Mental Gymnastics for thought on this issue: When the Chapter 7 trustee asks at the 341(a), "are you married", do I object for uncertainty? I guess the answer is that he is married, but just doesn't have a "spouse" under Federal Law!
Section 101(10A)(B) requires the debtor to include in CMI, payments from any source made on a regular basis for the household expenses of the debtor. Maybe the catch is there.
Anyway, thanks Jon. You definitely answered the first question I had. My current petition will be filed, based on 1 U.S.C. s 7, as a "single individual." not "individual-married," if the client gets married before I file.
Editor's comment. Is property acquired during the "marriage" community property? I.e., can the trustee seize the non-filing spouse's interest in the property? Is the non-filing spouse's future income protected by the community property discharge? A similar problem was dealt with in :
Rabin v. Schoenmann (In re Rabin; In re Johnson) 359 B.R. 242 (9th Cir BAP, December, 2006)
Issue: Must a gay couple, registered under the California Domestic Partnership Registry, share or split the homestead exemption?
June 19, 2008
Northern District of Texas Bench/Bar Conference
This conference was held in Dallas on June 13, 2008. There are some really good materials, especially for the new bankruptcy lawyer or law student, on the Dallas Bar Assn website here.
Joint Chapter 7 Bankruptcy for Gay Couple?
This is a post to a consumer group list serve by a good friend of mine and a great lawyer in Long Beach, CA.
I am preparing a Chapter 7 for a client of no particular significance until this came up today. The client intends, this week, to get married because the California Supreme Court says he has a right to, a recent development. If he gets married in a union recognized by the State of California as valid, but decidely not recognized by any federal courts, to my knowledge, do I file it as a an "individual married" case? Better yet, do I include his new spouse's income when calculating the means test? That may actually be a problem, as the spouse makes pretty decent money. I haven't yet run the numbers to see if it will actually make a difference.
In reality, I'm going to ask my client to let me get his case on file this week before he gets married, to avoid all of this in this case. But I am certain that this exact issue is going to come up, and soon,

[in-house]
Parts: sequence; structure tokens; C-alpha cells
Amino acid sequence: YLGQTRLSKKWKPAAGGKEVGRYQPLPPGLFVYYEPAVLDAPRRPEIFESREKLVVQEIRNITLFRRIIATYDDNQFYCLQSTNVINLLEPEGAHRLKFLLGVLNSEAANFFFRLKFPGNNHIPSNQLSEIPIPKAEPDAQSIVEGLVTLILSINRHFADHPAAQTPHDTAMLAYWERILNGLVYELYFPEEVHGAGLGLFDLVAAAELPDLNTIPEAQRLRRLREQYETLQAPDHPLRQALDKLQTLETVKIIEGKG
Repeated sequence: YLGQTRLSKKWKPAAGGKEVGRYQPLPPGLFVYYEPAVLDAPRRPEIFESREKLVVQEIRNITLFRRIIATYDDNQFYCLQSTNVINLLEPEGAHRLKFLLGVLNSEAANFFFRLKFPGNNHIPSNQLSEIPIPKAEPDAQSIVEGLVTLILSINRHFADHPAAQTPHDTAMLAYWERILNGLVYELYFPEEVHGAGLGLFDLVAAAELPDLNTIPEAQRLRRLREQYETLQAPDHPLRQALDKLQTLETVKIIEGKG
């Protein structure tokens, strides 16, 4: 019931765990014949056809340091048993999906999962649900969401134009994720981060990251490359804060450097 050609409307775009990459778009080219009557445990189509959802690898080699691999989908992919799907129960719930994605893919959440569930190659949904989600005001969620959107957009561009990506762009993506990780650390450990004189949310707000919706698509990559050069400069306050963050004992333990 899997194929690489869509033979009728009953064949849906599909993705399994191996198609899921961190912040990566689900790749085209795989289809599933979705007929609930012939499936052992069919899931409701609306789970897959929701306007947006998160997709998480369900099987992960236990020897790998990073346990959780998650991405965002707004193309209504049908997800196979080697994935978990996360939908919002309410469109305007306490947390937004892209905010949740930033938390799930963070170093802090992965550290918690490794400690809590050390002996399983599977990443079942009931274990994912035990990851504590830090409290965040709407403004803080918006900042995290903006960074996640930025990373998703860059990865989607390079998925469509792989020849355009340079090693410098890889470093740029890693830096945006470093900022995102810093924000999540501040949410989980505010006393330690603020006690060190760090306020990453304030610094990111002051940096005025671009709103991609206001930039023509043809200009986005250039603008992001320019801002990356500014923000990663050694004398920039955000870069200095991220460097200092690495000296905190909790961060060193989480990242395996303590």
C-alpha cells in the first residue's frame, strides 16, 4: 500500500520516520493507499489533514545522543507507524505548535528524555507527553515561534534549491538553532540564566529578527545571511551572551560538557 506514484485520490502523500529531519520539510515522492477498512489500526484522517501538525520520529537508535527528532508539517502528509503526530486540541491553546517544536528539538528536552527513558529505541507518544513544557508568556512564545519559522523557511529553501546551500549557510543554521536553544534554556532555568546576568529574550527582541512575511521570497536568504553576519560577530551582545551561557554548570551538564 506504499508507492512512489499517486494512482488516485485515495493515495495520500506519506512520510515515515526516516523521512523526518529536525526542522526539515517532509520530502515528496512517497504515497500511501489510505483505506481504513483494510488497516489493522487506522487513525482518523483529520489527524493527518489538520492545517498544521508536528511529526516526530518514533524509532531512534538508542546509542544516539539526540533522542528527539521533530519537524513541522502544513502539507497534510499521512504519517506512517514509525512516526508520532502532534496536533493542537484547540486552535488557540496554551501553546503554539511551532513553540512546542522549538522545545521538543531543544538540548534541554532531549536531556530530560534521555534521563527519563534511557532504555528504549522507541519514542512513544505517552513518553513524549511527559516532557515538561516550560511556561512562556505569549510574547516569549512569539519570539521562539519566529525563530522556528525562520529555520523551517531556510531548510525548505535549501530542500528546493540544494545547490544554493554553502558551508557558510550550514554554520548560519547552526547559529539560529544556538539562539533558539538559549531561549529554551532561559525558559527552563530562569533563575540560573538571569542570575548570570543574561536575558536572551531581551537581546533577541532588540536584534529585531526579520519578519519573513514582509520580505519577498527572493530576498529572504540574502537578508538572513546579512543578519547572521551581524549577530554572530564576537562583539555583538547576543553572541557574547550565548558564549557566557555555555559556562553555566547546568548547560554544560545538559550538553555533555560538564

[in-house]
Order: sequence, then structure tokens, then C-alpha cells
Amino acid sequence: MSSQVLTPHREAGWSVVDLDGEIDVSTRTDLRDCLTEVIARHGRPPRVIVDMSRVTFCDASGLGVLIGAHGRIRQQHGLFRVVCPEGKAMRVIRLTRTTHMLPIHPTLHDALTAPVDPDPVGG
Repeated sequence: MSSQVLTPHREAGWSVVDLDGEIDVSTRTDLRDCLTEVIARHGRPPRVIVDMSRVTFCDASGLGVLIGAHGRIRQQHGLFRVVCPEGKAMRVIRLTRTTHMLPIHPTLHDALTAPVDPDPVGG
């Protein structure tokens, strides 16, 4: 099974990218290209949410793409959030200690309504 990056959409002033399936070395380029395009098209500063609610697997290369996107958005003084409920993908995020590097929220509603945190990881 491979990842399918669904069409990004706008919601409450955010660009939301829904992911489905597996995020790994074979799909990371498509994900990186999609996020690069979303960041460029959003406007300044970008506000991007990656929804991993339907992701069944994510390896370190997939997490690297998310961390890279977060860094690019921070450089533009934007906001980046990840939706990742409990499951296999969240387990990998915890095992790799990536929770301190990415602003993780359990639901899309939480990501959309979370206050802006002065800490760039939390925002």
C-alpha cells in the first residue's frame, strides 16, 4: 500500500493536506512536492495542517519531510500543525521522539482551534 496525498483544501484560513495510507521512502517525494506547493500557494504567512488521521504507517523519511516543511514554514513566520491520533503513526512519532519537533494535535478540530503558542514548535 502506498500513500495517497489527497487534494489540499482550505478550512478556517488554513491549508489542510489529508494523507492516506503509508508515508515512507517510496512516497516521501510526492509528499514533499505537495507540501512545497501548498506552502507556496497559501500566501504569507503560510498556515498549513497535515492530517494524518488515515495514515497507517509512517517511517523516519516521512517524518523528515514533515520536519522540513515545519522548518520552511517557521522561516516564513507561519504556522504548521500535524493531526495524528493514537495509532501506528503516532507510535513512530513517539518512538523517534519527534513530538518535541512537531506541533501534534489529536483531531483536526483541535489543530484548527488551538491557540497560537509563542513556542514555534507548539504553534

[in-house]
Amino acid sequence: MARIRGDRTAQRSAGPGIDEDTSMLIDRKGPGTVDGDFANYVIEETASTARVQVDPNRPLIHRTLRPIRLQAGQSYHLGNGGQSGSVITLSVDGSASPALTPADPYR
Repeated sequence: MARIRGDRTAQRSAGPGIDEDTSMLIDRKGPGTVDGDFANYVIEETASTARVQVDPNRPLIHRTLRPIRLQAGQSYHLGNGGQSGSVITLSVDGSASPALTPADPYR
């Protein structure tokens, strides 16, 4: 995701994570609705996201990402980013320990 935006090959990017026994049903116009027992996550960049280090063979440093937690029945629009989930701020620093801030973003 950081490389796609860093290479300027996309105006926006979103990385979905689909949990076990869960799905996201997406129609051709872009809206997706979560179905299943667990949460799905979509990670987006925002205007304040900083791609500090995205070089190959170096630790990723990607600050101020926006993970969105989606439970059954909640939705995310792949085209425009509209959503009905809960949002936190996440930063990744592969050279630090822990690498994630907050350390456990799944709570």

and would love to hear any input the group has.
For what its worth, section 101 does not define "spouse" and niether does 302. I'm guessing spouse means spouse under state law, and you go with that, "for better or worse", excuse the pun.
Jeffrey B. Smith
June 18, 2008
Enron is distributing $4 billion to unsecured creditors which brings the total distributions to $20 billion under the Plan of Reorganization or about 50% of all claims according to an Enron press release which you can access here.
June 17, 2008
Arizona Bankruptcy Court Newsletter
Judge Alex Kozinski - Support from his Wife
I have never met Alex Kozinski or argued before him. But I have met Marcy Tiffany. She was the US Trustee in Los Angeles for a number of years. She has written a letter defending her husband's conduct and excoriating the conduct of the LA Times. The letter can be accessed here.
I hope Kozinski gets through this. He is a breath of fresh air in my mind, a brilliant scholar and not afraid to "tell it like it is." I'm afraid for him though. He is a public servant, subject to the highest standards, and there are a lot of blogs, newspapers, news shows. Something has to fill all that space.
June 16, 2008
Chapter 13s - the Real World
I had lunch today with one of the chapter 13 trustees in Los Angeles. She had 94 matters this morning on the chapter 13 confirmation calendar. The whole morning resulted in 22 plan confirmations.
She told me that 57% of the chapter 13 cases filed and assigned to her last month were pro per cases. These cases have little chance of surviving through confirmation. In fact, the majority of the pro per cases do not even file the remainder of the schedules, plan etc after the case is started, nor do they appear to be examined at the 341 meeting of creditors, nor make any of the plan payments. They are simply trying to buy a few more weeks or months before they have to move. The administrative costs, fiscal and mental are huge.
The 94 matters today were people who have filed all the schedules, appeared at the meeting of creditors and otherwise generally complied with the chapter 13 rules and requirements. The failure to get plan confirmation is often due to the failure of the debtor to make the chapter 13 plan payments to date or the regular mortgage or vehicle payments.
June 15, 2008
From the Insolvency Law Committee of the California Bar Association
June 14, 2008
Dear Insolvency Law Committee Constituency List Members:
The American Law Institute and the National Conference of Commissioners on Uniform State Laws have formed a Joint Review Committee to identify specific provisions of Article 9 that may need revision. The UCC Committee of the Business Law Section is soliciting practitioner comments as to those provisions of Article 9 that may be candidates for revision. Please feel free to provide your input to Wansun Song, Co-Chair of the UCC Committee, at email@example.com.
Thank you for your continued support of the Committee.
Donna T. Parkinson
Insolvency Law Committee, Chair